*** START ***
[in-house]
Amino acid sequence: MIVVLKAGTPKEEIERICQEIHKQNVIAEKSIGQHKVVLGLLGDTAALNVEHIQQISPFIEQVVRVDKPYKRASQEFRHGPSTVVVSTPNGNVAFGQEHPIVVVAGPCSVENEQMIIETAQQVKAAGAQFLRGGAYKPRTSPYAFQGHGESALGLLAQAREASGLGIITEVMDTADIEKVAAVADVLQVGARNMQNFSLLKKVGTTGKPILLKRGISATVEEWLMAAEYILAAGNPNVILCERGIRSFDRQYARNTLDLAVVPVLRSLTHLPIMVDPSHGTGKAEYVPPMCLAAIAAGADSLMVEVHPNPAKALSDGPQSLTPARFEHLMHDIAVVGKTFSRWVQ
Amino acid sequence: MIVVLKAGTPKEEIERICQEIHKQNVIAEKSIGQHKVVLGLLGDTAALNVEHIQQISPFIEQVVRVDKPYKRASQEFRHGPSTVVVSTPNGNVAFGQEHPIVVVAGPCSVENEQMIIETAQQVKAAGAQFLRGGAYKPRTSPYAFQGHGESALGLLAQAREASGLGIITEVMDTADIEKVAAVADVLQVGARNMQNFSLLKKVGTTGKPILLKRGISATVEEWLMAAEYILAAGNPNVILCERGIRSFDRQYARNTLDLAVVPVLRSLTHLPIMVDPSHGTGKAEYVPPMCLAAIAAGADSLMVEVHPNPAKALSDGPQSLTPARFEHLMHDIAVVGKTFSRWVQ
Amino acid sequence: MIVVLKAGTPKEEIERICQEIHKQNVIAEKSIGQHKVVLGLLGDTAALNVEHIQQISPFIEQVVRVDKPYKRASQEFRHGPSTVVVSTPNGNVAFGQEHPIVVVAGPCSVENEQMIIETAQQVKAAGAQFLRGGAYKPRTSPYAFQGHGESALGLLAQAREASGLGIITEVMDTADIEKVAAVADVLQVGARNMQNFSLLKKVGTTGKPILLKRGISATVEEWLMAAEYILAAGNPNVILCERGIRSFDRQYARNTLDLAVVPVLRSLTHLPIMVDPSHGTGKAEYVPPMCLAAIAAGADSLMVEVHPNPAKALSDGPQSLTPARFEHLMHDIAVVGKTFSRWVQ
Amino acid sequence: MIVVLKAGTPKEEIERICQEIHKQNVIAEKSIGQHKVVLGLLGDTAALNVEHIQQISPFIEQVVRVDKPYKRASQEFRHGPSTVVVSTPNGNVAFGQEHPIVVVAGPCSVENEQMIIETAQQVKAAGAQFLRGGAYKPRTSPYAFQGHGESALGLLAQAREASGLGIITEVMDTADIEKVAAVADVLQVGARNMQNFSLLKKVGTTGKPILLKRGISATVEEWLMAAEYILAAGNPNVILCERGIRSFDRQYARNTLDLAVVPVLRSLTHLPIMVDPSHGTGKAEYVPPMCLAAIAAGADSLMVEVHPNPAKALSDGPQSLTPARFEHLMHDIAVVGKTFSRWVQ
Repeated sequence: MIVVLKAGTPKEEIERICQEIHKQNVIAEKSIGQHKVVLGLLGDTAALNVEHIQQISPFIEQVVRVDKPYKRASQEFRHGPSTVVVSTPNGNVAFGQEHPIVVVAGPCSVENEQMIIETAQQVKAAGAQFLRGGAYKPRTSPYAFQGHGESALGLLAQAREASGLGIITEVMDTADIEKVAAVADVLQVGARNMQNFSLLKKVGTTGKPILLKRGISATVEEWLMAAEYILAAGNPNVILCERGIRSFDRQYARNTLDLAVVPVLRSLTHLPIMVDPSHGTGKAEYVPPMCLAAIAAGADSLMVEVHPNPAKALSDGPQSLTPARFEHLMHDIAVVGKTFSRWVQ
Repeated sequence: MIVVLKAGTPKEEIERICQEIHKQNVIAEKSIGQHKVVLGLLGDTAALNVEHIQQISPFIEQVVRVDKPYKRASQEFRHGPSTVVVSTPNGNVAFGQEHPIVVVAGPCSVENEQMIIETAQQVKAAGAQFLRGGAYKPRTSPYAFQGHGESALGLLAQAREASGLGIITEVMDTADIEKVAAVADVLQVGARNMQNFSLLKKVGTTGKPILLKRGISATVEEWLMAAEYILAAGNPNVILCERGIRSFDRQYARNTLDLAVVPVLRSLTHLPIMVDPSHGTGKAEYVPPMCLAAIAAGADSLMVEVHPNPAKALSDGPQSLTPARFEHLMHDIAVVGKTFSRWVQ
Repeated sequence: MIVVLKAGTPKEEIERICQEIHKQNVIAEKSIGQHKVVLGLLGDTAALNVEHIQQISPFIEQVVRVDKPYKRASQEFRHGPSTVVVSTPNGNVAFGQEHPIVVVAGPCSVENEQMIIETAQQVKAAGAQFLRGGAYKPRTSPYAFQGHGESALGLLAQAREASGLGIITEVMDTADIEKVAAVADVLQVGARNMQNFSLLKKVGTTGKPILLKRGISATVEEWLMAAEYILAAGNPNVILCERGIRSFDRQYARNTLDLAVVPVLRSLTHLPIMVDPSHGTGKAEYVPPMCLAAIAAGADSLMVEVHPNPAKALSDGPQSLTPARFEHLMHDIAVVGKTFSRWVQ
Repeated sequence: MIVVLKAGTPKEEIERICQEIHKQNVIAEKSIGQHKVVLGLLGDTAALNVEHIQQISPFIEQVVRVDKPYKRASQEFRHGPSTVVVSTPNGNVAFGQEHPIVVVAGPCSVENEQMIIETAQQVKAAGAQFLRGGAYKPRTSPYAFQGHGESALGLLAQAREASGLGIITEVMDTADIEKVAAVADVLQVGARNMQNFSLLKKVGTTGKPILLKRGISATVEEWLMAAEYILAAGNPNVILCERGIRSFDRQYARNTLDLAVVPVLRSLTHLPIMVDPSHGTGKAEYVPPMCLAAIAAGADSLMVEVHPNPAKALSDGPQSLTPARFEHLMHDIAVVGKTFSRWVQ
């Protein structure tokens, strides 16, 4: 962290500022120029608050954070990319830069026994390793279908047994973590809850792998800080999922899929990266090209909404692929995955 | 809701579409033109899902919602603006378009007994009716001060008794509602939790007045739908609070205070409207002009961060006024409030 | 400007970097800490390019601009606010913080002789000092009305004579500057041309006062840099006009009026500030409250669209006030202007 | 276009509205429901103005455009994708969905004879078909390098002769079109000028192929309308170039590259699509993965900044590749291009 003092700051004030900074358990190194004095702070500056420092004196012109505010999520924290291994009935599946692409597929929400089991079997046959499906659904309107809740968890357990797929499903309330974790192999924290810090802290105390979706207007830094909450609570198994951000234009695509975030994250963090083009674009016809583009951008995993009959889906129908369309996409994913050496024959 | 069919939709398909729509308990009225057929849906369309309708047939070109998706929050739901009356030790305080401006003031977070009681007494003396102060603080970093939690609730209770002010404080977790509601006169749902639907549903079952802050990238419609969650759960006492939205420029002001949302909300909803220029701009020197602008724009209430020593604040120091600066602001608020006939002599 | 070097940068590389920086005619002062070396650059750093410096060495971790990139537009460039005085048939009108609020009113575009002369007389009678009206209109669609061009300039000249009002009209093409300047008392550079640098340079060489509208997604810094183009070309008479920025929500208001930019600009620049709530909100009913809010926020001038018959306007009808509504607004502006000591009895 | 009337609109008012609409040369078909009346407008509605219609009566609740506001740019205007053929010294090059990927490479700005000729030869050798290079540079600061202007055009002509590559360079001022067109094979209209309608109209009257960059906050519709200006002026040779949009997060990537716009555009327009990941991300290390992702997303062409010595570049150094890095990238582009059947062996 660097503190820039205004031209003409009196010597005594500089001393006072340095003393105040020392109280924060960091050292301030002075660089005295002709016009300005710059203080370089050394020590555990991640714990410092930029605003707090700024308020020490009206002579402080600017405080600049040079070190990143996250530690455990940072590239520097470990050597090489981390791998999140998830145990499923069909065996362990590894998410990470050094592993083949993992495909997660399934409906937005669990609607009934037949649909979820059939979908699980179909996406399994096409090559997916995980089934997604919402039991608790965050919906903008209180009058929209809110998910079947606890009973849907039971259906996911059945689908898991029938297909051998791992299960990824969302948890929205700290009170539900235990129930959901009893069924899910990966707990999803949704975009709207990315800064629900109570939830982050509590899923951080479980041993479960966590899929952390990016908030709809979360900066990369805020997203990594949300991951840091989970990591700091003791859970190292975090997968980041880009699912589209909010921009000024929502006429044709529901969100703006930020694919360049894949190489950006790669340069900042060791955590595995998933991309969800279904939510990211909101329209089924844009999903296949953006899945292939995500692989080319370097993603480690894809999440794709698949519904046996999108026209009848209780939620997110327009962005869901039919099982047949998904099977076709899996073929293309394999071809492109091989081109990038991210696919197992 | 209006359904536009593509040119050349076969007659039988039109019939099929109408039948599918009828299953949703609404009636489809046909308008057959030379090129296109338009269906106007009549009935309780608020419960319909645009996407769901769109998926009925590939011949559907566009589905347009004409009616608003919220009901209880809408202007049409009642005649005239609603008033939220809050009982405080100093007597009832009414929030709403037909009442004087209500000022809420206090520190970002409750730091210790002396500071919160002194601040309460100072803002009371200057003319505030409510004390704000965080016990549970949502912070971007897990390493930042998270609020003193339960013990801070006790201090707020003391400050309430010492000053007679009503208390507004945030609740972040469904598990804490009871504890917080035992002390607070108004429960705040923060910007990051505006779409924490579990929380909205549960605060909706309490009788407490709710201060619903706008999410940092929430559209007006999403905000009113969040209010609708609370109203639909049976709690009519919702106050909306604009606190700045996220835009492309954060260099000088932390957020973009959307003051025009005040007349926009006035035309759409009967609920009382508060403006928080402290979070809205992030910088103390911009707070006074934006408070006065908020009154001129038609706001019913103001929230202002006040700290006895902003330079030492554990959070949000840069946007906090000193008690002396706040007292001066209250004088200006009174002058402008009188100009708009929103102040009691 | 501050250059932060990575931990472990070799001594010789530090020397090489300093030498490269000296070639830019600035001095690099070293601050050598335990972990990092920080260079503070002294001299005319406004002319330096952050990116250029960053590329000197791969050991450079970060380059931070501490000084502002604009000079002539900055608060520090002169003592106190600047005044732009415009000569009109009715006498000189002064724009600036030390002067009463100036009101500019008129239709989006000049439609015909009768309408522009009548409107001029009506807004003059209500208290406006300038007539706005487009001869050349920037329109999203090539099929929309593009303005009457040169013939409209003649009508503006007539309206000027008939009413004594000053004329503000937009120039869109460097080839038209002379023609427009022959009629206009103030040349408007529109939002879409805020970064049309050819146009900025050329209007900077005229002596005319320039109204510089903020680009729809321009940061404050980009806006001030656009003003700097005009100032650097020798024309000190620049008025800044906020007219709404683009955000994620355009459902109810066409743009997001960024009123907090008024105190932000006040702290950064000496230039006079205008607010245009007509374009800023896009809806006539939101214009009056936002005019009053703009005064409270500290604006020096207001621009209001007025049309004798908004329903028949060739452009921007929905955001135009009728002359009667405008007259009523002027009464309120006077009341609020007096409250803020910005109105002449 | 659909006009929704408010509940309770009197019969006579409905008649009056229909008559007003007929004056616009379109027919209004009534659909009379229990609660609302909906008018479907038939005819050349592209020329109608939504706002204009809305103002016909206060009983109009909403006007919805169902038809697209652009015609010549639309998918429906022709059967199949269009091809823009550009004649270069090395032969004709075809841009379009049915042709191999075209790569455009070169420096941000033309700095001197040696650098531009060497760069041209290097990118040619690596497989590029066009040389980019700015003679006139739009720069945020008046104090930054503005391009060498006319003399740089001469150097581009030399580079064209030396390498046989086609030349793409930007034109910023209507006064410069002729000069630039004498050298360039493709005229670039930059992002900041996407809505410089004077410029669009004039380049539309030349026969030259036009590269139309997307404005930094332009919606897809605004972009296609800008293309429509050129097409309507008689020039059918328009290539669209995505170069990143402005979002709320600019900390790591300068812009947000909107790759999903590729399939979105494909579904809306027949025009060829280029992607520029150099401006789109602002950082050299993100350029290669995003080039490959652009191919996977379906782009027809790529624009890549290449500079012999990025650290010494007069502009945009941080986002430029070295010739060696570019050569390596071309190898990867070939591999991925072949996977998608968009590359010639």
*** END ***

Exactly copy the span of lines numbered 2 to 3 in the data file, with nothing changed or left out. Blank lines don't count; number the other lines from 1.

Amino acid sequence: MIVVLKAGTPKEEIERICQEIHKQNVIAEKSIGQHKVVLGLLGDTAALNVEHIQQISPFIEQVVRVDKPYKRASQEFRHGPSTVVVSTPNGNVAFGQEHPIVVVAGPCSVENEQMIIETAQQVKAAGAQFLRGGAYKPRTSPYAFQGHGESALGLLAQAREASGLGIITEVMDTADIEKVAAVADVLQVGARNMQNFSLLKKVGTTGKPILLKRGISATVEEWLMAAEYILAAGNPNVILCERGIRSFDRQYARNTLDLAVVPVLRSLTHLPIMVDPSHGTGKAEYVPPMCLAAIAAGADSLMVEVHPNPAKALSDGPQSLTPARFEHLMHDIAVVGKTFSRWVQ
Amino acid sequence: MIVVLKAGTPKEEIERICQEIHKQNVIAEKSIGQHKVVLGLLGDTAALNVEHIQQISPFIEQVVRVDKPYKRASQEFRHGPSTVVVSTPNGNVAFGQEHPIVVVAGPCSVENEQMIIETAQQVKAAGAQFLRGGAYKPRTSPYAFQGHGESALGLLAQAREASGLGIITEVMDTADIEKVAAVADVLQVGARNMQNFSLLKKVGTTGKPILLKRGISATVEEWLMAAEYILAAGNPNVILCERGIRSFDRQYARNTLDLAVVPVLRSLTHLPIMVDPSHGTGKAEYVPPMCLAAIAAGADSLMVEVHPNPAKALSDGPQSLTPARFEHLMHDIAVVGKTFSRWVQ